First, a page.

News with a grain of salt

In a culture driven by the mass media and entertainment, which is the lesser of two evils: being uninformed or ill-informed?

We see, hear and read about the political world through the eyes of TV and internet videos, the voice of radio or the interpretation of reports.

It is not enough to watch an individual news broadcast or to read a singular newspaper in order to be accurately informed of the world today. It’s necessary to consume news through multiple media and formulate an original opinion based on several sources.

For most, the media represent the window to the world of politics, meaning the media can significantly affect what we think about politics, what we focus on, how we evaluate current events and how we act based on those things.

It is a pivotal position that the media holds between the government and public, allowing the media to influence government action and support, but the quality of journalism has decreased in recent years and the levels of factuality are on a downward spiral – raising the question of just how accurate is the news that we consume.

Everything from the angle taken in a story to what topics are covered represents a particular point of view aimed at persuading the public on a certain topic.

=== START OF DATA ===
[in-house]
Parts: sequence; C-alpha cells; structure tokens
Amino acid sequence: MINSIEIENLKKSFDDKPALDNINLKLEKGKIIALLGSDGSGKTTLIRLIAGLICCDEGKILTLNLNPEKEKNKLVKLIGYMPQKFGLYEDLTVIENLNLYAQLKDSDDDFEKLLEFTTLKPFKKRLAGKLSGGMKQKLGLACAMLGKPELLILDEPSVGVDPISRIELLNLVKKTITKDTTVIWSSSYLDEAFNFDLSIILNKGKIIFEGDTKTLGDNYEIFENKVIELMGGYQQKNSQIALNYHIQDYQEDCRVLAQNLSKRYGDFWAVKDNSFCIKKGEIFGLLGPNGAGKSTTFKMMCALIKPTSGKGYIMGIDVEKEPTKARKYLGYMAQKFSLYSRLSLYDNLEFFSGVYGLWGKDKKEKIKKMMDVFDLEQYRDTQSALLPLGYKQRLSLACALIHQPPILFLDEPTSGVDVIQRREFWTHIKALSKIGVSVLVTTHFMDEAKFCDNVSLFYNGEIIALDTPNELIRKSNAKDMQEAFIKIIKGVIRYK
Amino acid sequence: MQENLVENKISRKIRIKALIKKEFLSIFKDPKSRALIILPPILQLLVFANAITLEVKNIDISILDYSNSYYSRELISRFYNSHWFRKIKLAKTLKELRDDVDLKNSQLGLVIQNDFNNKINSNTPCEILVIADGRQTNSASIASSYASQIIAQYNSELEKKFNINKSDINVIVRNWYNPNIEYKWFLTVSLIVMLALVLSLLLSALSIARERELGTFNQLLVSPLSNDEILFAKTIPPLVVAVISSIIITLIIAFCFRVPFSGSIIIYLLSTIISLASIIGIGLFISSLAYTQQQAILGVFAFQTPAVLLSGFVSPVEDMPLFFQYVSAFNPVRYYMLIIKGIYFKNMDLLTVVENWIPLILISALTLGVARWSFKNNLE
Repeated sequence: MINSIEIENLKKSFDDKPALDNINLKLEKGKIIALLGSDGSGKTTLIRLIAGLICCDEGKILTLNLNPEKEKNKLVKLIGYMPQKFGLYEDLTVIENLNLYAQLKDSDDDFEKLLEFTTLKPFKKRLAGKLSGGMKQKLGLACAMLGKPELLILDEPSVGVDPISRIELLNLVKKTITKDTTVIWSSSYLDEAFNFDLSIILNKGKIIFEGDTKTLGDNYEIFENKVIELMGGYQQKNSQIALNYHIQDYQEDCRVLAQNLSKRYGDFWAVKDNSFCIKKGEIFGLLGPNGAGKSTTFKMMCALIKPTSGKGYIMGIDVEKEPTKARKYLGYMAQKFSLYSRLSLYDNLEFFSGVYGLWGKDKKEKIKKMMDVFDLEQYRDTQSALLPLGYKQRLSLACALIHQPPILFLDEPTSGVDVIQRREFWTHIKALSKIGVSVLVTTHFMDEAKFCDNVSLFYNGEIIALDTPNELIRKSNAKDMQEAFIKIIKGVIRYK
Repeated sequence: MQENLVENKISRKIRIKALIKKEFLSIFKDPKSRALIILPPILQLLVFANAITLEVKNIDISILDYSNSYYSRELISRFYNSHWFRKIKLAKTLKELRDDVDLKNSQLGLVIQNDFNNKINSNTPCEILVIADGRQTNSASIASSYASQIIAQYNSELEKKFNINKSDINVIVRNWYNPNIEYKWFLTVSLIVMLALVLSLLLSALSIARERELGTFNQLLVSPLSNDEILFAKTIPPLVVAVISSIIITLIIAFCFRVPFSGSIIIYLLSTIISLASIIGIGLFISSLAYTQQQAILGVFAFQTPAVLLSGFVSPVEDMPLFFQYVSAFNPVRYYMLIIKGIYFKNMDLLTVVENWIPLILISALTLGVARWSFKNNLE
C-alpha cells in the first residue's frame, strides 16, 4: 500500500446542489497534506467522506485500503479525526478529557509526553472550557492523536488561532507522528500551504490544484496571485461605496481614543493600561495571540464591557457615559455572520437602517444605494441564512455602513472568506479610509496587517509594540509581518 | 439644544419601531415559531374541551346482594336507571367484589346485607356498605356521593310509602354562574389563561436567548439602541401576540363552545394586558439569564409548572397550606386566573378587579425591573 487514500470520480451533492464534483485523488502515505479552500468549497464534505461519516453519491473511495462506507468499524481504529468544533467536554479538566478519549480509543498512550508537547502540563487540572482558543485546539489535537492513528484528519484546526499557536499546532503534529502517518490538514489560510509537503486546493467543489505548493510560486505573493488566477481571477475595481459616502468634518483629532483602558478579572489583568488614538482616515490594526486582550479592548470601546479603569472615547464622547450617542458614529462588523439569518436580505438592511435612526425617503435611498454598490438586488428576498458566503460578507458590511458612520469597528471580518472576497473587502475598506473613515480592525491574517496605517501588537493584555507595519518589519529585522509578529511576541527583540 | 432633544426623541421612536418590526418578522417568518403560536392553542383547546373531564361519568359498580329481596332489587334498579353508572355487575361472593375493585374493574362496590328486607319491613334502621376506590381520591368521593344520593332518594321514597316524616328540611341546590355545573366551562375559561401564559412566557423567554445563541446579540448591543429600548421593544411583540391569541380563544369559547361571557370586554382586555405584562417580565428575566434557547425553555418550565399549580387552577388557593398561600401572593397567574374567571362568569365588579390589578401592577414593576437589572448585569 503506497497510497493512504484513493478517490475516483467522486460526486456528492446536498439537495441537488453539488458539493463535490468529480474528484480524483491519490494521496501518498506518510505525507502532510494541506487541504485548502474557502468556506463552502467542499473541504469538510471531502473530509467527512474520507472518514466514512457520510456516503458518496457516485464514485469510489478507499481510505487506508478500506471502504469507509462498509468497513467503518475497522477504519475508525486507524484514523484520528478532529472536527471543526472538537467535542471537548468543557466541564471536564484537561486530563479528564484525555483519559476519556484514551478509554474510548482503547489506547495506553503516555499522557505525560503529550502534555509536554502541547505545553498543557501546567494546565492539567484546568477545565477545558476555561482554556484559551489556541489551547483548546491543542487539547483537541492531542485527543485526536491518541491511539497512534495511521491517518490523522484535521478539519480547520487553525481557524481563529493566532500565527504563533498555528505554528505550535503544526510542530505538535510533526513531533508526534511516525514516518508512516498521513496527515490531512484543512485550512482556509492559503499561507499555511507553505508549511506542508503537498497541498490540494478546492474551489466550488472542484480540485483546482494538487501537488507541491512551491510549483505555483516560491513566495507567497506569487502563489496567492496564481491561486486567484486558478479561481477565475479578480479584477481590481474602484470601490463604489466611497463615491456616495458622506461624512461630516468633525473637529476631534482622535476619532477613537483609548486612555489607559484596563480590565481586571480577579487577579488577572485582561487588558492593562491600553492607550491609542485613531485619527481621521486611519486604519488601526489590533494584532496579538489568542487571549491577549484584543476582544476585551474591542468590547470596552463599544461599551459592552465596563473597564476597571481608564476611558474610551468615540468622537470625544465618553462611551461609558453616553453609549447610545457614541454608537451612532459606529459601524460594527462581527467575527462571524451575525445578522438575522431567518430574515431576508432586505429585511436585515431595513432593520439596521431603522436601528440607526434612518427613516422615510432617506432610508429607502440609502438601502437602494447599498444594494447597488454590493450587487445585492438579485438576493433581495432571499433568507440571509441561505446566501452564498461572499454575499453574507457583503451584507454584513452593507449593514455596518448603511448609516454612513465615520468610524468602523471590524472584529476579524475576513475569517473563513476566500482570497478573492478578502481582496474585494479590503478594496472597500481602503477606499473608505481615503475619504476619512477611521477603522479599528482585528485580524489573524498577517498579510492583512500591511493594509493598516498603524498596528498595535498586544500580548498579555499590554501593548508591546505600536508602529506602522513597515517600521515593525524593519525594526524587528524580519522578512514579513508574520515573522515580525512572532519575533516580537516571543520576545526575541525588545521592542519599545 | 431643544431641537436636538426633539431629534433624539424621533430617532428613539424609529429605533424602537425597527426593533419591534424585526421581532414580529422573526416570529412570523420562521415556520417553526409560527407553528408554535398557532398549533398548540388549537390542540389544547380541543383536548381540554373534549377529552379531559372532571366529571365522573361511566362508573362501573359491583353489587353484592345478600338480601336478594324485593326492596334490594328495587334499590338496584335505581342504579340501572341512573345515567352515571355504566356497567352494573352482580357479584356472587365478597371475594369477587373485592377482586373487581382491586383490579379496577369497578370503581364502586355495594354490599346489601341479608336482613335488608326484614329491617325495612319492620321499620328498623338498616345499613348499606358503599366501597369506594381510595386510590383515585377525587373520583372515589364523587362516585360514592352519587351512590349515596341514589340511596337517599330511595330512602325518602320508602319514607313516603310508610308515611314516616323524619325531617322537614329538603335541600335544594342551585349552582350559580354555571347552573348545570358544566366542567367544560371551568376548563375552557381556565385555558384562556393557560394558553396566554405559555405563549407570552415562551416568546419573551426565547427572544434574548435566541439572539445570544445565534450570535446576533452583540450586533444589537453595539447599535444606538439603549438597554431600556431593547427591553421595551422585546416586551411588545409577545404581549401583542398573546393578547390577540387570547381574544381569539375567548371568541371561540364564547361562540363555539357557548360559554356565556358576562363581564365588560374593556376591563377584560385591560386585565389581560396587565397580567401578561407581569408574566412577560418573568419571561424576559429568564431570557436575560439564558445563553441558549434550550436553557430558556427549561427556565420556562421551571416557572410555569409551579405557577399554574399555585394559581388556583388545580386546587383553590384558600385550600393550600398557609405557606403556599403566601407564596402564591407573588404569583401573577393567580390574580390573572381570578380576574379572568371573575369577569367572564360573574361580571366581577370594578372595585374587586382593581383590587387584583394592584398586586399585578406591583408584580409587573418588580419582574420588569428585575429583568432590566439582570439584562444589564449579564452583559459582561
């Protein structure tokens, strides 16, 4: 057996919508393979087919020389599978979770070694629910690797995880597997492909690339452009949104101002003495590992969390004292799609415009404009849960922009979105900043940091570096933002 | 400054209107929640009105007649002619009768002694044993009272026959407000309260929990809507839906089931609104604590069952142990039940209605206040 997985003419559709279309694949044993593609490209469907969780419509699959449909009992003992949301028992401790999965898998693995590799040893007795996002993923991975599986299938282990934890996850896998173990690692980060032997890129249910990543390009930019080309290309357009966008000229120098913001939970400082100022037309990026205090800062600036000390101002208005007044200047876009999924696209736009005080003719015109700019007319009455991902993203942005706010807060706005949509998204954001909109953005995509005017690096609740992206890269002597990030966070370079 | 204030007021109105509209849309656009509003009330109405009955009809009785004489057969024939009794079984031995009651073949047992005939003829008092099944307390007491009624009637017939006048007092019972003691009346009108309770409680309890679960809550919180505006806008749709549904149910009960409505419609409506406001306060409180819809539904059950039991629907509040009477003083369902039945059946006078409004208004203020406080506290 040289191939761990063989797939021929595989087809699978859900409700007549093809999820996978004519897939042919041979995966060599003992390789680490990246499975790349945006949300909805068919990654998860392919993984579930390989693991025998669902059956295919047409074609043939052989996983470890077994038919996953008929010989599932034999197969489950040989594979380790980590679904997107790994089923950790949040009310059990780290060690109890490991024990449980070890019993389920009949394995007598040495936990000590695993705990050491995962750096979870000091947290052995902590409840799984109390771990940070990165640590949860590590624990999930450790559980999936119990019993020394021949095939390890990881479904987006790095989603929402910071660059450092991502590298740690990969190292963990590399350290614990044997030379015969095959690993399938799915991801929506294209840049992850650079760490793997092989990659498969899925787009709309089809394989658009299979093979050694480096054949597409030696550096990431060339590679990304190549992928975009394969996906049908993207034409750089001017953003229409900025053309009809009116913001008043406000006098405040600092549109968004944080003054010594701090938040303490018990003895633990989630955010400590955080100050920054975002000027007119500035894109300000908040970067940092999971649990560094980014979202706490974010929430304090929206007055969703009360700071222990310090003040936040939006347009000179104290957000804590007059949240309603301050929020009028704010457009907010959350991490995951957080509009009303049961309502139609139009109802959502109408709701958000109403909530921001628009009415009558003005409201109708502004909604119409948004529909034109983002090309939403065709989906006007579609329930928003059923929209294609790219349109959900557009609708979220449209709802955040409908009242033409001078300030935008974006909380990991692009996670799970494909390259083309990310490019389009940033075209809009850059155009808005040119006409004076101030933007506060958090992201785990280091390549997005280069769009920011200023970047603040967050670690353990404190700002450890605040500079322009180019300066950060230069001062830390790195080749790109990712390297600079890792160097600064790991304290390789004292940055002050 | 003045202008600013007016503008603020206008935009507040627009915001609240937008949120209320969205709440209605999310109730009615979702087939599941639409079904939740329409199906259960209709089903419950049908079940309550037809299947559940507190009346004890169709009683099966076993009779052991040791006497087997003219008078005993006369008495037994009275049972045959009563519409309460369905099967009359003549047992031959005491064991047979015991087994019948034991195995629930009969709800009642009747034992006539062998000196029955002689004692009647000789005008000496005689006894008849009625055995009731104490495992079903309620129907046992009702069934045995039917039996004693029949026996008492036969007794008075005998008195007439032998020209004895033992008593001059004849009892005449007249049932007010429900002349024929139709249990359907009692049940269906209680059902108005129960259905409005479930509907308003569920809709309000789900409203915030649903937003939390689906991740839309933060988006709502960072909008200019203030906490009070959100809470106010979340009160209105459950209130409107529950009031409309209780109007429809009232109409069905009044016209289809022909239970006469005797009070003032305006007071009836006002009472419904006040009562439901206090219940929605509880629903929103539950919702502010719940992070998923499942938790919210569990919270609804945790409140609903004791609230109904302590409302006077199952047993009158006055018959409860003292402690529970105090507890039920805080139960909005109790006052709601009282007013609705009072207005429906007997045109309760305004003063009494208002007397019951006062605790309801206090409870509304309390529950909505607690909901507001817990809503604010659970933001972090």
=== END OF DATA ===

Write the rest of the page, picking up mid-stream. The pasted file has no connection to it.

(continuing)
The public basing political opinions on one source is more detrimental to our society as a whole than if people were completely uninformed of current events. Blindly following a single source turns the public into mindless minions and the mass media into pure propaganda.

In trying to make the news appeal to a wider demographic, this country’s news outlets are turning to entertainment, focusing on amusement value instead of importance when choosing current events to cover.

This role in the world, through the ways media presentations and interpretations of events affect public opinion and government policy, is huge.

It is essential for the public to be wary of the subtle and not so subtle ways that the media influences government, politics and public opinion, taking stock of the news, not with a grain of salt, but with a critical and questioning eye to be truly informed